Users can ride the train for a fee payable to White Pass and get off at one of the scheduled whistle stops. It’s recommended to make reservations at least 24 hours in advance for train transportation.
But if trains aren’t a draw, it’s often that skiers, snowshoers and hikers walk in to the site on the railroad tracks in the winter.
The site offers views of the East Fork of the Skagway River and a trail to the Denver Glacier. Length is about 4.3 miles, and while it’s a bit brushy at present, Scholten, who recommneds planning for a full day at the caboose, said the hike is well worth it.
“Spend the day there because there’s the Denver Glacier (down the trail),” he said. “It’s one of the prettier glaciers I’ve seen.”
Laughton Glacier cabin
Nearly 16 miles up the track from Skagway is the Laughton Glacier cabin. This panabode-style cabin is was built in 1972 and is located near the Skagway River. Hop off the train at one of the scheduled whistle stops and hike the short 1.5-mile trail into the wilderness to get to this simple cabin.
Scholten recommends getting back on the train after visiting the Denver Caboose and spending one, maybe two, nights.
“Visitors can hike up to Laughton Glacier,” he said. “In 2006 crews did an extensive overhaul on the trail and it’s used frequently.”
In recent years, crews opened up the view from the cabin and Scholten said “when the nearby creek is really rolling, you can hear the boulders just ripping down the creek.”
The structure sleeps six and has many of the same features that one will find at the Denver Caboose, including an oil stove.
In recent years talk filtered through the news of one or both of these cabins being decommissioned. Grossman said that was a result of low use numbers, which have recently rebounded slightly.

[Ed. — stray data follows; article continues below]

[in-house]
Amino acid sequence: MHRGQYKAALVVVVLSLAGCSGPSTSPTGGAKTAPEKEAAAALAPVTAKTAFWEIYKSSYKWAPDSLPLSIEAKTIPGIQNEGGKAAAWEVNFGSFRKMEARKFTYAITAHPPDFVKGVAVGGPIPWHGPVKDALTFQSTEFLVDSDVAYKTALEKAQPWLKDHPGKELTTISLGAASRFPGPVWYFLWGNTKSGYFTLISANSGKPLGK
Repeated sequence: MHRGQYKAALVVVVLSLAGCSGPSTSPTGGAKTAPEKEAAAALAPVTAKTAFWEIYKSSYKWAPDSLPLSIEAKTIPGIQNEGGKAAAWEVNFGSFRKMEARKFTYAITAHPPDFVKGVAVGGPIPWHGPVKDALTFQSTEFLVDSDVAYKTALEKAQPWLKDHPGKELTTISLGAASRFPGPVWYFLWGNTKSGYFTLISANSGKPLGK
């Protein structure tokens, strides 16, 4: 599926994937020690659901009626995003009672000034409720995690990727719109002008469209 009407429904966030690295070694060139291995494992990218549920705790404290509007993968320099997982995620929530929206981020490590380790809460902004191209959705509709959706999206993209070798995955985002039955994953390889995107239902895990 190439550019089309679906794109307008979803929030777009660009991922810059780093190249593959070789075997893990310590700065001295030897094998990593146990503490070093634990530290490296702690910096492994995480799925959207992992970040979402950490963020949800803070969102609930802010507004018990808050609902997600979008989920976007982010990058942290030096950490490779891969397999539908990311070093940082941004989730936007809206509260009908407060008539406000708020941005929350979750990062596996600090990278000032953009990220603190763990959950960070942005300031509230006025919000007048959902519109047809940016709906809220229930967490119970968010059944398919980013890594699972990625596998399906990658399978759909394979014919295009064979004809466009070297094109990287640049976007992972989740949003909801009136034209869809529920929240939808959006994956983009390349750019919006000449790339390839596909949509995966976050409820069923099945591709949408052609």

“We know (the Denver Caboose is) being used a lot in the winter,” he said. “And when we talked about it being decommissioned people started coming out of the woodwork. For now, we are keeping it. We hope to get the word out to make it more known. Our goal is to increase the use of these things because they are pretty unique and they are kept well. But it’s expensive to keep them.”
In 2010 the Denver Caboose was rented 39 nights and in 2009, 27 nights. The numbers at the Laughton Glacier cabin are similar. In 2010 it saw 38 rental nights and 43 in 2009.
“These numbers are pretty similar, so when they are being rented, (users) are probably renting both,” Grossman said.
When it comes to logistics, Grossman admitted it may seem challenging at first to get to this pair of cabins.
Scholten recommends just going on foot and taking one of the fast, morning ferries from Juneau to Skagway. There will be four or five trains a day, so users will have to get the schedule for the whistle stops. Schedules are kept well, and a schedule will be provided to users when tickets are purchased.
“The walk from the ferry terminal to the White Pass office is a quick walk,” he said. “You could avoid an overnight stay in Skagway by catching one of the frequent trains headed up the track and do a whistle stop up the tracks. There’s no question that it takes a little research, logistically, to make the trip happen.”
But it is doable and the best time to visit is in mid-June.
• Contact Outdoors editor Abby Lowell at abby.lowell@juneau